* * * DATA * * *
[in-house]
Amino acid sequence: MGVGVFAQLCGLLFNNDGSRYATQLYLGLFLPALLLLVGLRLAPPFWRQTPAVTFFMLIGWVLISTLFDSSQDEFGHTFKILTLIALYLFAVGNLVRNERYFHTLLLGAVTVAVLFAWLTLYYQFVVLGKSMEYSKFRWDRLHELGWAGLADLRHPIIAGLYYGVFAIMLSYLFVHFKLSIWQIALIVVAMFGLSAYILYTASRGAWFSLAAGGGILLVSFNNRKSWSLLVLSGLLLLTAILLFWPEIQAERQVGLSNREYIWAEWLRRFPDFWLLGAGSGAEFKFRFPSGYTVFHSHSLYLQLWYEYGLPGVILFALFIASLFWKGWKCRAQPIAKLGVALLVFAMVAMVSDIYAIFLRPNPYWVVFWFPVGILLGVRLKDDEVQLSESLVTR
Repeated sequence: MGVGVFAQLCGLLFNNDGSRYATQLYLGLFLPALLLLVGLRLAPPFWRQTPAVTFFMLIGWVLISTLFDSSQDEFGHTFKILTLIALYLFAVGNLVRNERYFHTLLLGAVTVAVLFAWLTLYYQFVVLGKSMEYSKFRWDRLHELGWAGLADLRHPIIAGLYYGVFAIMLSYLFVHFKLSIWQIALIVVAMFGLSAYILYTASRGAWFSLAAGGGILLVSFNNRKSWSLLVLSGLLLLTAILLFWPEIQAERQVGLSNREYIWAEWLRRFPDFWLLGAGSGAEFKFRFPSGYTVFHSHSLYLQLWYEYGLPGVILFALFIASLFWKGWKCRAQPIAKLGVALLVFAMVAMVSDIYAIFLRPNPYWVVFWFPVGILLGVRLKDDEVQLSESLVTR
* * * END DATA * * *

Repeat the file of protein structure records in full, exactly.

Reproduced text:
[in-house]
Amino acid sequence: MGVGVFAQLCGLLFNNDGSRYATQLYLGLFLPALLLLVGLRLAPPFWRQTPAVTFFMLIGWVLISTLFDSSQDEFGHTFKILTLIALYLFAVGNLVRNERYFHTLLLGAVTVAVLFAWLTLYYQFVVLGKSMEYSKFRWDRLHELGWAGLADLRHPIIAGLYYGVFAIMLSYLFVHFKLSIWQIALIVVAMFGLSAYILYTASRGAWFSLAAGGGILLVSFNNRKSWSLLVLSGLLLLTAILLFWPEIQAERQVGLSNREYIWAEWLRRFPDFWLLGAGSGAEFKFRFPSGYTVFHSHSLYLQLWYEYGLPGVILFALFIASLFWKGWKCRAQPIAKLGVALLVFAMVAMVSDIYAIFLRPNPYWVVFWFPVGILLGVRLKDDEVQLSESLVTR
Repeated sequence: MGVGVFAQLCGLLFNNDGSRYATQLYLGLFLPALLLLVGLRLAPPFWRQTPAVTFFMLIGWVLISTLFDSSQDEFGHTFKILTLIALYLFAVGNLVRNERYFHTLLLGAVTVAVLFAWLTLYYQFVVLGKSMEYSKFRWDRLHELGWAGLADLRHPIIAGLYYGVFAIMLSYLFVHFKLSIWQIALIVVAMFGLSAYILYTASRGAWFSLAAGGGILLVSFNNRKSWSLLVLSGLLLLTAILLFWPEIQAERQVGLSNREYIWAEWLRRFPDFWLLGAGSGAEFKFRFPSGYTVFHSHSLYLQLWYEYGLPGVILFALFIASLFWKGWKCRAQPIAKLGVALLVFAMVAMVSDIYAIFLRPNPYWVVFWFPVGILLGVRLKDDEVQLSESLVTR